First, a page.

SIPRI, together with the Government Offices of Sweden, will host a side event at this year’s High-Level Political Forum at the United Nations Headquarters in New York. The interactive panel discussion will explore how to ensure an integrated approach in tackling climate-related security risks, conflict and inequality. Contact Karolina Eklöw ( for more information.



3 October 2019
2019 Stockholm Security Conference
The fourth Stockholm Security Conference (SSC 19) will take place under the theme ‘Conflict and technology: Now and in the future’. The conference will look at how the nature of conflict is changing today and how technology impacts conflict. The conference will consider trends and investigate to what extent rapid technological developments will shape conflict.

Read more


Two current openings

SIPRI is currently recruiting for two positions:

  • Research Assistant, Emerging military and security technologies;
  • Intern, Communications Department.

Read more


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Reducing military risk in Europe
The investment in military projects in Europe currently outpaces the development of negotiated measures that constrain the use of armed force. As states enhance their military strength, it is important to ensure that political tensions are not increased further. This SIPRI Policy Paper outlines three steps to reduce the risk of military modernization being counterproductive.

Read the publication


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Climate change, peacebuilding and sustaining peace
Climate change is not just an issue of human security—it is transforming the entire security landscape. Nonetheless, international efforts to build and maintain peace are not yet taking these emerging challenges systematically into account. This SIPRI Policy Brief illustrates how climate change impacts the efficacy of peacebuilding, specifically the aim (a) to provide peace and security; (b) to strengthen governance and justice; and (c) to ensure social and economic development.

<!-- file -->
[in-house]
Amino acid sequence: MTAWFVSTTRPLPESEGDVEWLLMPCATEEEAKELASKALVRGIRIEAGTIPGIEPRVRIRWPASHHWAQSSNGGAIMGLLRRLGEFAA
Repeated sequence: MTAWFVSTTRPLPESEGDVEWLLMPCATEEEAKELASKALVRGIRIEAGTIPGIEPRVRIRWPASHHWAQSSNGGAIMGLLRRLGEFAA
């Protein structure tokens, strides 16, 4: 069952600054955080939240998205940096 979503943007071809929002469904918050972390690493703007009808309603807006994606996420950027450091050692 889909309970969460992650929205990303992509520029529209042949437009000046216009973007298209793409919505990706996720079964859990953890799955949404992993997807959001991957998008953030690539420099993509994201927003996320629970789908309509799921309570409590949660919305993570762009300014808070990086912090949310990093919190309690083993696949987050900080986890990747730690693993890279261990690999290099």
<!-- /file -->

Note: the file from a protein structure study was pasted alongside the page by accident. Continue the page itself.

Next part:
Read the publication


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Multilateral peace operations and the challenges of irregular migration and human trafficking
Multilateral peace operations are increasingly confronting a set of relatively new, interrelated and mutually reinforcing security challenges. Two of the most prominent examples of these challenges are irregular migration and human trafficking. This SIPRI Background Paper reviews the existing literature and discussions on peace operations and irregular migration and human trafficking, examines the activities that the operations should take on, and describes how they cooperate and coordinate on these activities. 

Read the publication


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Reassessing CBRN Threats in a Changing Global Environment

This edited volume assembles the views of leading academics, policy officials and technical experts from Europe, Japan, South Korea and the United States on the threats posed by chemical, biological, radiological and nuclear (CBRN) weapons. By examining both past and more recent cases, contributors assess the challenges in responding to these risks. The volume also explores how Asian and European countries could work together to safeguard and enhance existing international instruments.

Read the publication


The World Food Programme’s Contribution to Improving the Prospects for Peace
Established in 2018, the knowledge partnership between SIPRI and the WFP aims to assess whether—and if so how—the WFP’s programming contributes to improving the prospects for peace, while at the same time determining whether the programming has any unwanted negative effects. The report is based on four field research-based case studies in El Salvador, Iraq, Kyrgyzstan and Mali.

Read the publication


SIPRI Yearbook 2019
SIPRI Yearbook 2019
The 50th edition of the SIPRI Yearbook is a compendium of data and analysis in the areas of security and conflicts; military spending and armaments; and non-proliferation, arms control and disarmament. It covers developments during 2018, including:
  • the state of nuclear arms control;
  • transparency in military spending;
  • UN peacekeeping reform; and
  • allegations of chemical weapon use in Syria and the United Kingdom.

Browse the contents page | Read the summary [PDF]